Classification of Organisms

The classification system given here divides living organisms into five kingdoms—Monera, Protista, Fungi, Plantae, and Animalia. Although the five-kingdom classification is widely accepted, some scientists disagree on the placement of certain groups of organisms. In the following scheme, for example, slime molds are placed in the protist kingdom, and algae are placed in the monera and protist kingdoms; some scientists, however, place slime molds in the fungus kingdom and place the red, brown, and green algae in the plant kingdom. Formerly, all organisms were considered to be either plants or animals and placed in the plant or animal kingdom.

Scientists also disagree on the number of phyla or divisions in each kingdom. For example, the system given in this article places organisms of the monera kingdom into 4 phyla and organisms of the protist kingdom into 11 phyla; some scientists, however, recognize as many as 17 phyla of monera and 27 of protists.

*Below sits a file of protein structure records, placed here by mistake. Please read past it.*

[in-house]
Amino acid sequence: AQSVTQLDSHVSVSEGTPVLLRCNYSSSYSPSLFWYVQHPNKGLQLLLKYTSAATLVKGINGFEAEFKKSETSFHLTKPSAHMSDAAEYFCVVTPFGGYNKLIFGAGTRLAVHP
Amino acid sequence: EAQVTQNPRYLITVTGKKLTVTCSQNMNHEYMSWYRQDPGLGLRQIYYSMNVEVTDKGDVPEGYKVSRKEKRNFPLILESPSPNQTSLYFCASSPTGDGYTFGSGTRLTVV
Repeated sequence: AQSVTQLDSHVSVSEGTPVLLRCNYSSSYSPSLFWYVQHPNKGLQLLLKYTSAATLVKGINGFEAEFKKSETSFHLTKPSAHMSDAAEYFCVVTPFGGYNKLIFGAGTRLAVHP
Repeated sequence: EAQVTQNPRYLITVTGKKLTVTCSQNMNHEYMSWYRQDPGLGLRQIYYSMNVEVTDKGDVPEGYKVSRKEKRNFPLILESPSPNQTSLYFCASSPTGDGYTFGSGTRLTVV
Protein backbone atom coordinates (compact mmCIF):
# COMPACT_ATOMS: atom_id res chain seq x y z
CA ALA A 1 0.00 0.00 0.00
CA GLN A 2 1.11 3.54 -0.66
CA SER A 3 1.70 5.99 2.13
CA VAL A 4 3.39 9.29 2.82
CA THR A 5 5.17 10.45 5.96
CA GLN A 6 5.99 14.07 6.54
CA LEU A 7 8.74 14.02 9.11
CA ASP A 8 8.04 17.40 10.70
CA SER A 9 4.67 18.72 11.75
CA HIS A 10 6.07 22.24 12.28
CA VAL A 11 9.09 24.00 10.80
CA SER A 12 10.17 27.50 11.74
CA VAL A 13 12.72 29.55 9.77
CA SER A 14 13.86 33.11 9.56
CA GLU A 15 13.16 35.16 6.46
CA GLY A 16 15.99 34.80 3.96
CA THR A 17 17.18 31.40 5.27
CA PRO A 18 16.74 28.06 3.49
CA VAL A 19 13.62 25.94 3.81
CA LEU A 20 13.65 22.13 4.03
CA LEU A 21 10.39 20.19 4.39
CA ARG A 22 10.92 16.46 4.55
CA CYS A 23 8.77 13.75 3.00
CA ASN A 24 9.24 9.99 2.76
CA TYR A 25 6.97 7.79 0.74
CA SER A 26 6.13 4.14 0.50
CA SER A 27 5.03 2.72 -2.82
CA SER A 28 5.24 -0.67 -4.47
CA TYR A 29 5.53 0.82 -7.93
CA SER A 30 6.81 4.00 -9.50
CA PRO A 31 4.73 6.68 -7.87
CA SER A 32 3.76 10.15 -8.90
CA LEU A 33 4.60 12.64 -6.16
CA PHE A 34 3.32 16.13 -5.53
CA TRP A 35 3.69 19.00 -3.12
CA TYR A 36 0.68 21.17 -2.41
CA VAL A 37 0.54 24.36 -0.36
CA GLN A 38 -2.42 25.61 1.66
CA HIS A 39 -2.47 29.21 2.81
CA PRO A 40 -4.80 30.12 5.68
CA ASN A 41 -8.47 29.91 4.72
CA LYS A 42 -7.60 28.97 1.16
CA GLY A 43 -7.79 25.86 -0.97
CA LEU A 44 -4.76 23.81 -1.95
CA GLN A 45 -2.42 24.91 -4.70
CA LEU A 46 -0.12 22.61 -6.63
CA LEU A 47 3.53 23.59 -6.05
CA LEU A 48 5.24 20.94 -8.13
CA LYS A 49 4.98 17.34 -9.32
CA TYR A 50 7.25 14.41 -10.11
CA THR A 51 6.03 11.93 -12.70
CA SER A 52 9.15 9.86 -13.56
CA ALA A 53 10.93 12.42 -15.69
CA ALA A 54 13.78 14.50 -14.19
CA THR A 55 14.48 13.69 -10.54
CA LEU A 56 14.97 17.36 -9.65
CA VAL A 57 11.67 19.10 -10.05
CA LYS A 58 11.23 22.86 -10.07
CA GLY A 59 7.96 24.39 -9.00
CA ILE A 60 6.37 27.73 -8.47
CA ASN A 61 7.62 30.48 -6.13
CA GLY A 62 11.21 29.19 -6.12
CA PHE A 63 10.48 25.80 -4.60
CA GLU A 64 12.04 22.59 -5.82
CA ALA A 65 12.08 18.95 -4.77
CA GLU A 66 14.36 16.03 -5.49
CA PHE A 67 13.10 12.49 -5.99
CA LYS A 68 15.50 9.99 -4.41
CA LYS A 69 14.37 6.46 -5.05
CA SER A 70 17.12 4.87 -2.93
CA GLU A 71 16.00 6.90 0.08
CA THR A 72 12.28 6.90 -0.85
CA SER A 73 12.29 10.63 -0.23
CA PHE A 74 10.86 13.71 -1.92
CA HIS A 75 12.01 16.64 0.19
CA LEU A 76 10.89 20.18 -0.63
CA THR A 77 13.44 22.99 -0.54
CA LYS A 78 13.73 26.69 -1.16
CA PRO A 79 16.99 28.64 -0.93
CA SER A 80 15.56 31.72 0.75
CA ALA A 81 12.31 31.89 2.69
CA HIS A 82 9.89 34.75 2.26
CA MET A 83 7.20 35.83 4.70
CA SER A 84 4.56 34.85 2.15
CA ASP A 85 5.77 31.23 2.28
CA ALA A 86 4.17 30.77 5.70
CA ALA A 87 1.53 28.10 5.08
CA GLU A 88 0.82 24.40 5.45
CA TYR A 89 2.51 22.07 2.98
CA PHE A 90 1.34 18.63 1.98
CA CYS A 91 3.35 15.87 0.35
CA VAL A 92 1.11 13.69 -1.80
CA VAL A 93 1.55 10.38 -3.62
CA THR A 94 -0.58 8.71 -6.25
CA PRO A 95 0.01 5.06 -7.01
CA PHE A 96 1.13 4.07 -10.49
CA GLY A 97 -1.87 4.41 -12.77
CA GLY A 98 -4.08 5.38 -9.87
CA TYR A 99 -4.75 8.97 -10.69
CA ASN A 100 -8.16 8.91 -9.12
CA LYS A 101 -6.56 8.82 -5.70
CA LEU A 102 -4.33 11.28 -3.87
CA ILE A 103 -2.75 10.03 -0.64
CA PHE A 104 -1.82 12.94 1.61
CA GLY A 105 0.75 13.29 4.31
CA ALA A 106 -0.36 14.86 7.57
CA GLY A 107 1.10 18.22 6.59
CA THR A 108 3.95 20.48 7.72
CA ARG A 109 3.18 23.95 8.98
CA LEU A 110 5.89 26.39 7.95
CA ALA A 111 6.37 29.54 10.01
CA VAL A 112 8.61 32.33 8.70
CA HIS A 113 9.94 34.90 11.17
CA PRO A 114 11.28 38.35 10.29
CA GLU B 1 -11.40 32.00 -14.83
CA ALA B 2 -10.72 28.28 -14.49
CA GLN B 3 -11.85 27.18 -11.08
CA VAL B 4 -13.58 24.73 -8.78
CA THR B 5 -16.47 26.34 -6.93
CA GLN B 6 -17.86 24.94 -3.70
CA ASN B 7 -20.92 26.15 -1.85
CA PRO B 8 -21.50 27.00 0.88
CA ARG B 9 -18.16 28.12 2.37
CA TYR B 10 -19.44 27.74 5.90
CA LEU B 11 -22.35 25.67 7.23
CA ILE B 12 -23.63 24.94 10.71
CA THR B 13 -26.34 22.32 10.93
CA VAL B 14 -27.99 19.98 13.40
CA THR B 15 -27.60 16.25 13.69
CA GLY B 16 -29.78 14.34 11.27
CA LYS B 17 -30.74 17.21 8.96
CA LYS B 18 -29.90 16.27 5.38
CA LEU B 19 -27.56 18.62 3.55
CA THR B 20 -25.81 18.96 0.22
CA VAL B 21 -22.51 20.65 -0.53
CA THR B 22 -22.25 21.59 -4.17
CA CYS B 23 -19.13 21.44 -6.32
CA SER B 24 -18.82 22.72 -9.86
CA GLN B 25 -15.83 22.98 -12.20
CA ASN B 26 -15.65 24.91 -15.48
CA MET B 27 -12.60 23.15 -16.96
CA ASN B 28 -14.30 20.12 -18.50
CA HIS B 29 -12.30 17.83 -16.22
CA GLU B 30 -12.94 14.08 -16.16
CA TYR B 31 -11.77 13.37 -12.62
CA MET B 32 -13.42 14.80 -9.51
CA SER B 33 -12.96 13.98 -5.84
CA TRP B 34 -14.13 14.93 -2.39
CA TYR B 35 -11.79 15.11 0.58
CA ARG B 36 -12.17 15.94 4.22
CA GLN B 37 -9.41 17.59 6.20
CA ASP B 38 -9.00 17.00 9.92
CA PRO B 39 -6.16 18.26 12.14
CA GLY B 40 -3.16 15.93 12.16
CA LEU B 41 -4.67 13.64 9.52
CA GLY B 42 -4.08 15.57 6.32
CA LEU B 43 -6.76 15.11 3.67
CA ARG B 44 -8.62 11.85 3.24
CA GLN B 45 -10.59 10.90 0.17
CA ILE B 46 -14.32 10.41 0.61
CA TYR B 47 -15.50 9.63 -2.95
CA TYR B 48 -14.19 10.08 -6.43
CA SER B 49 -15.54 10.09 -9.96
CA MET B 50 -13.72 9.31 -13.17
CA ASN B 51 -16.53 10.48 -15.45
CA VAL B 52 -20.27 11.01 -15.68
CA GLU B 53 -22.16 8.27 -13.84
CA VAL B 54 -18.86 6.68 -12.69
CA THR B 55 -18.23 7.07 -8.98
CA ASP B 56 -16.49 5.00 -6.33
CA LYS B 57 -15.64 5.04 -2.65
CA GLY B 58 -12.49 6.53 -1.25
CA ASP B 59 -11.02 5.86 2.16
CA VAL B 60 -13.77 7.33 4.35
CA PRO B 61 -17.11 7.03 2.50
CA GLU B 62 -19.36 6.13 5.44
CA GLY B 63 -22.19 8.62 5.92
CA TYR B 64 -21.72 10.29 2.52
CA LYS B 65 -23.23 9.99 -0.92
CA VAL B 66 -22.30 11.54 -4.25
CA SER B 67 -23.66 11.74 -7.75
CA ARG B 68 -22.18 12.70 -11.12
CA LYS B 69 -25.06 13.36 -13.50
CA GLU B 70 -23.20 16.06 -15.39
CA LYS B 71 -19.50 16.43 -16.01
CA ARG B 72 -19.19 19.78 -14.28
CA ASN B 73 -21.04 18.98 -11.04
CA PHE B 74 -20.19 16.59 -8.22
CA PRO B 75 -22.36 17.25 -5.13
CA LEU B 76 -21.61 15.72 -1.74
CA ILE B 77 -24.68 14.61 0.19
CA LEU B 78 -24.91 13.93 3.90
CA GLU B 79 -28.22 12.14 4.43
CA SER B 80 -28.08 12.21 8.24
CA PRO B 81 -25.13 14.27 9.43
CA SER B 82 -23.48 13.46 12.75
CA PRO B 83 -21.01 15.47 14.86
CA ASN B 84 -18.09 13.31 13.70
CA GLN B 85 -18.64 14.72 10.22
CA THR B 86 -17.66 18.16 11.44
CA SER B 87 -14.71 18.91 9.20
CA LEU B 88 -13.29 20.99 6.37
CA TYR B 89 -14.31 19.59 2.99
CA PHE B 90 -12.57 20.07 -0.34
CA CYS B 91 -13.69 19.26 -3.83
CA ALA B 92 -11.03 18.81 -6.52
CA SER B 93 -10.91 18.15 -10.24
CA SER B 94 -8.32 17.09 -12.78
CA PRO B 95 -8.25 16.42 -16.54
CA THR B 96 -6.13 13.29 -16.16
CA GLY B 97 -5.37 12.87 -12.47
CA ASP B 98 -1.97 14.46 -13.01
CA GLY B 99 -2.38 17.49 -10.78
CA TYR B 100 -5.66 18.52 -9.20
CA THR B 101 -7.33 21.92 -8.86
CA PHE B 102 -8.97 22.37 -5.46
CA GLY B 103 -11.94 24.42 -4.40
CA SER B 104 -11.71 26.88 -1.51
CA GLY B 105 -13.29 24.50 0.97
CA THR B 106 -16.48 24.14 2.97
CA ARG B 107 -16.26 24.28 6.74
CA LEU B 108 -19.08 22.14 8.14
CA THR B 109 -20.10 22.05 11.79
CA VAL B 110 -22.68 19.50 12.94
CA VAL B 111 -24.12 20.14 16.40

All organisms in the five kingdoms described here are composed of one or more cells. The members of the monera kingdom are prokaryotes. (A prokaryote is a single-celled organism having a nucleoid instead of a true nucleus; in a nucleoid, the hereditary material is not bound by a membrane.) The members of the other four kingdoms are eukaryotes. (A eukaryote is a single-celled or multicelled organism having cells with true nuclei—that is, nuclei that are bound by membranes.)

Viruses, which do not have a cell structure, are not considered living things by most scientists and are not listed in the classification system given in this article. Those scientists who consider viruses to be living things place them in the monera kingdom, even though they are not cellular.